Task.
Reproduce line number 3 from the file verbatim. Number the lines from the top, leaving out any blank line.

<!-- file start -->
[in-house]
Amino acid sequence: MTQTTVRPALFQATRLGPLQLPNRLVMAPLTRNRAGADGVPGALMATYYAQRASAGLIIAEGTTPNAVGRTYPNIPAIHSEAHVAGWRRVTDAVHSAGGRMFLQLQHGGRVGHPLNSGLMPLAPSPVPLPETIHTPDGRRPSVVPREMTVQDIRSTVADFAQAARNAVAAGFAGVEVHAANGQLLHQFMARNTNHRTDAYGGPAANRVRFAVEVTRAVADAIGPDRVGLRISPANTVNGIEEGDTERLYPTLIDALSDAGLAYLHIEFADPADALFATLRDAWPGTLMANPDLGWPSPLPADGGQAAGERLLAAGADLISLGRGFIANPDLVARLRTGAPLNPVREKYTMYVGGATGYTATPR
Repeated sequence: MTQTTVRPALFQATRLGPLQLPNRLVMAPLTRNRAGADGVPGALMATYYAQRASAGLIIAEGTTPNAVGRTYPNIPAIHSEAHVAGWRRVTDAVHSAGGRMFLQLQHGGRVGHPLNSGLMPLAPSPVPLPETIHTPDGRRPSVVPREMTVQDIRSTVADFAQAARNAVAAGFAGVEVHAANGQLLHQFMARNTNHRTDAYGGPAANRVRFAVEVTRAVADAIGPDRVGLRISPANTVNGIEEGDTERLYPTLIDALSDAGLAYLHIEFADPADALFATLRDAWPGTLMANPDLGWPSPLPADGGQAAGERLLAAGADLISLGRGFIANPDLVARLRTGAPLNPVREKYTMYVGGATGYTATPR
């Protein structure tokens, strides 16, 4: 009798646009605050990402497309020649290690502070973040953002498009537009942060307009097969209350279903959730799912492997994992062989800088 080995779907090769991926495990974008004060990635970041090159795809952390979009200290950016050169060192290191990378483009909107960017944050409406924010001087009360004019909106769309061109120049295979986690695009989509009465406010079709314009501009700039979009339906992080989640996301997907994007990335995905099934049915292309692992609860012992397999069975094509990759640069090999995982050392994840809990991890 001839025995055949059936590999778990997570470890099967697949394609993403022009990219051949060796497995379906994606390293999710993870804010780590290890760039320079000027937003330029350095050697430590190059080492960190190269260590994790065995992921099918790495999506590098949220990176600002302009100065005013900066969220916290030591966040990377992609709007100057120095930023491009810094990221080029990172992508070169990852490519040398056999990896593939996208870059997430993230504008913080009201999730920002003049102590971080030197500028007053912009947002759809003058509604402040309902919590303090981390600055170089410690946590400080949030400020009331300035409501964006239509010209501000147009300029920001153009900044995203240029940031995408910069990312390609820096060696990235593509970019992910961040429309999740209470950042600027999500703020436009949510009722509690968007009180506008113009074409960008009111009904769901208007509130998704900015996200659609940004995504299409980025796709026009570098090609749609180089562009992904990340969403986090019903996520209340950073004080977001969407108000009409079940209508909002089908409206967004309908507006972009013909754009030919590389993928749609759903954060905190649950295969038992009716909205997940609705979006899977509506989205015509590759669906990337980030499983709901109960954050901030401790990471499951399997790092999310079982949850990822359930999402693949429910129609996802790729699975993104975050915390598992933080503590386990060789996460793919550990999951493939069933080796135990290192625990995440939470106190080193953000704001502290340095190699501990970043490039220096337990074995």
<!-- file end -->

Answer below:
Repeated sequence: MTQTTVRPALFQATRLGPLQLPNRLVMAPLTRNRAGADGVPGALMATYYAQRASAGLIIAEGTTPNAVGRTYPNIPAIHSEAHVAGWRRVTDAVHSAGGRMFLQLQHGGRVGHPLNSGLMPLAPSPVPLPETIHTPDGRRPSVVPREMTVQDIRSTVADFAQAARNAVAAGFAGVEVHAANGQLLHQFMARNTNHRTDAYGGPAANRVRFAVEVTRAVADAIGPDRVGLRISPANTVNGIEEGDTERLYPTLIDALSDAGLAYLHIEFADPADALFATLRDAWPGTLMANPDLGWPSPLPADGGQAAGERLLAAGADLISLGRGFIANPDLVARLRTGAPLNPVREKYTMYVGGATGYTATPR